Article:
Since the 1990s, there has been amove towards an academic articulation of the nexus between queer and criminology. This move is significant because previously criminology and queer theories/methodologies have been somewhat awkward and perhaps dangerous bedfellows (Ball forthcoming). This is not to say that criminological research has not engaged with issues around sexuality, gender, and sex diversity. On the contrary, people who identify as lesbian, gay, bisexual, transgender, intersex, and queer (LGBTIQ),1 and with many other fluid categories of sexuality, gender, and sex diversity, have been the subject of many research studies, but in the past these studies have been informed by a ‘deficit’ or ‘deviancy’ model (Groombridge 1999: 540; Woods 2014). Early criminological work was steeped in the notion that people who displayed characteristics of homosexuality, for instance, were considered a ‘defective sexual species’ (Tomsen 1997: 33) and were studied by criminologists and other social scientists in terms of how they might be cured and controlled. Legislative structures and other governmental mechanisms developed along with these ideas and resultantly criminalized behaviours that queered heterosexuality, and, in particular, sexual contact between men (LeVay 1996; Rydstrom & Mustola 2007; Gunther 2009; Nussbaum 2010).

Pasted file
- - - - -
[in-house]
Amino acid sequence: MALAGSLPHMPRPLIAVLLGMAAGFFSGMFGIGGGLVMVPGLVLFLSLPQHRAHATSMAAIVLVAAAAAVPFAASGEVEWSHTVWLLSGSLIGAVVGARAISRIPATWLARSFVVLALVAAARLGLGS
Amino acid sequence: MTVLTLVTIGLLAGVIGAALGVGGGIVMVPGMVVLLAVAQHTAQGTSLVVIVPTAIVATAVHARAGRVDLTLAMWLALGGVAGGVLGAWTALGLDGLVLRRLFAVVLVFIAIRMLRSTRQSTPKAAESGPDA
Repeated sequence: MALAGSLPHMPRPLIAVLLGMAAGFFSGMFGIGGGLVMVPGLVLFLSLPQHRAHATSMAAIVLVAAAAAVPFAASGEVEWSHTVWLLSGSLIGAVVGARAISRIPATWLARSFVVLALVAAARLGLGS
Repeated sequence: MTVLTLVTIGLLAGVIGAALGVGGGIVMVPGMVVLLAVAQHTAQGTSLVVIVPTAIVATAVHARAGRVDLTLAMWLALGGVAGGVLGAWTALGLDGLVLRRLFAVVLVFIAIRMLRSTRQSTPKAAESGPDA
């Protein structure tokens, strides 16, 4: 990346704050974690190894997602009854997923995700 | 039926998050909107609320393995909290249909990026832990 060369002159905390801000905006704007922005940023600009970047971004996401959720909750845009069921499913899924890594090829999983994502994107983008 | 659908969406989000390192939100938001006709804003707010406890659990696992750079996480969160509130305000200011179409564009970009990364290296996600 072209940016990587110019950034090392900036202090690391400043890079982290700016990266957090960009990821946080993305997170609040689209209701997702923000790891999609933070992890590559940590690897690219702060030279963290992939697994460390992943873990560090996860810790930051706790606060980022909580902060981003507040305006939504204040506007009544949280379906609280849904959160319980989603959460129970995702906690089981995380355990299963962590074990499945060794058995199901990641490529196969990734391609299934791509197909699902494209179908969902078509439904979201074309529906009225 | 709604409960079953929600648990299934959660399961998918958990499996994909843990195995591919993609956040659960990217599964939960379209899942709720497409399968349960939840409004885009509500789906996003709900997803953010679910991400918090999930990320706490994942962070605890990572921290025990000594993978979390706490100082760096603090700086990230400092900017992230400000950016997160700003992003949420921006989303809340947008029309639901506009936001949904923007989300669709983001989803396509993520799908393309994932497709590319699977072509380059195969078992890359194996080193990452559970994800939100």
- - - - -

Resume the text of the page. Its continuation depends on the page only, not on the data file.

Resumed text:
|Title of host publication||Queering Criminology|
|Editors||Angela Dwyer, Matthew Ball, Thomas Crofts|
|Place of Publication||London|
|Number of pages||11|
|Publication status||Published - 2016|